Ask a Luthier Codabows Instruments Links Pi Guitar String Band Contact
Return to questions listing:

Neck Reset

Q: Any advice on a bowing neck on an acoustic guitar? It's totally playable,
but getting kind of annoying. What all does a reset entail? Do you have
experience in these things?


A: The neck is bowed when the neck arcs forward between the nut and the
body of the guitar. On most instruments, this can be corrected with the
truss rod. A neck reset is required if the movement is where the neck meets
the body. Resetting a neck is major surgery. Everything made out of wood
changes shape every time the weather changes. If the weather bows your neck
backward it will bow back into shape when the weather changes. If it bows
forward, there is 180lbs of string tension holding it in the new position.
Most guitars have an adjustable truss rod to counteract the movement of the
neck and a removable, refitable neck to counteract the movement of the body.

My guess, without looking at your guitar, but based on your statement that it is "totally playable", is that what you need is an action set. We straighten the neck, level the fret tops, round the fret tops, and set the height of the nut and saddle. Then we set the ramping from the saddle to the bridge pin holes, check your tuners, and clean and wax your fingerboard. The strings should be as close to the frets as they can be, without buzzing, for your style. If you beat a guitar your action will need to be a little higher. If you torture it more subtly it can be lower. Action setting is an art. There are even some people who do it for a living who don't do it very well. Find someone with a good reputation for setting actions and play a few guitars that they have set up.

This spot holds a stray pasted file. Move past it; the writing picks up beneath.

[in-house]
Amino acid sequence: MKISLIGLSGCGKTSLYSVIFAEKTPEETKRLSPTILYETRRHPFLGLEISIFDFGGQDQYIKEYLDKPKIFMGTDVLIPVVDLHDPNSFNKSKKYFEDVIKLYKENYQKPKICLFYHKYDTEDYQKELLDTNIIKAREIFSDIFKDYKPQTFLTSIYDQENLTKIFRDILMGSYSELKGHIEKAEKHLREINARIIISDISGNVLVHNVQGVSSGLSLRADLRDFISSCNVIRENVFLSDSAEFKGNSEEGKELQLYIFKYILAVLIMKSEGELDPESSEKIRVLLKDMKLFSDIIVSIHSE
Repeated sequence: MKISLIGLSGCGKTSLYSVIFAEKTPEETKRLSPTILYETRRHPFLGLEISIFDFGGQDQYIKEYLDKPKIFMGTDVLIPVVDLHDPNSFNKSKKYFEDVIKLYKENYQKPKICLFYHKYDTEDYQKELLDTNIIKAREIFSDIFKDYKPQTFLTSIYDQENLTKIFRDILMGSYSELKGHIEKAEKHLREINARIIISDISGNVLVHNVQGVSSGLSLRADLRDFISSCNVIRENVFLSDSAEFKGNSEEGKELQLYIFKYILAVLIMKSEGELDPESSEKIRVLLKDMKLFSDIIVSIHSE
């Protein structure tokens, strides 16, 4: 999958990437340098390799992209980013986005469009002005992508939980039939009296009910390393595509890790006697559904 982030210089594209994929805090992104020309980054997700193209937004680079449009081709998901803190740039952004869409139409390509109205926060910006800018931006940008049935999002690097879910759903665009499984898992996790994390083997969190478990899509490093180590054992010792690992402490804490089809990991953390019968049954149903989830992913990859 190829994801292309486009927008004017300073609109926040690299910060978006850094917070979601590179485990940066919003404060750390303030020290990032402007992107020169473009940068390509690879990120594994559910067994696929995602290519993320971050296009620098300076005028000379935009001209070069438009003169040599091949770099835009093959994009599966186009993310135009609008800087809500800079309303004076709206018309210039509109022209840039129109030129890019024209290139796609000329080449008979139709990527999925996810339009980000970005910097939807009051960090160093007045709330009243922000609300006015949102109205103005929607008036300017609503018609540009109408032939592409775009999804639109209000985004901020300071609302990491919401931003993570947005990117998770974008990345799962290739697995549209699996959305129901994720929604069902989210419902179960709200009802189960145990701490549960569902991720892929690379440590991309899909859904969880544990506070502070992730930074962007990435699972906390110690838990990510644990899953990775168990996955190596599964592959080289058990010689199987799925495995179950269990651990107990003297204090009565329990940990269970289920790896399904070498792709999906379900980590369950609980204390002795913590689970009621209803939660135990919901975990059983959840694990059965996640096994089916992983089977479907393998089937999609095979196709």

The action is a function of the above mentioned variables. If you
change one factor you must readjust all of the others. Be wary of luthiers
who charge separately for each factor and are willing to address one factor
while ignoring the others. An action set should cost $60-$100, depending on
your locale. You should need an action set periodically. Once, when the
guitar is new, then after the first year and second year. Guitars
eventually stabilize to the point that you may need an adjustment only every
few years.

The other reason that people need an action set, beside wood
movement, is fret wear. This is a function of how much and how hard you
play. How much you rub the hard strings against the softer frets. I have
had a few customers who need their frets actually replaced yearly. Most
people seem to get 10 to 15 years out of a set of frets, with periodic
filing, reshaping and buffing.

Steve Mason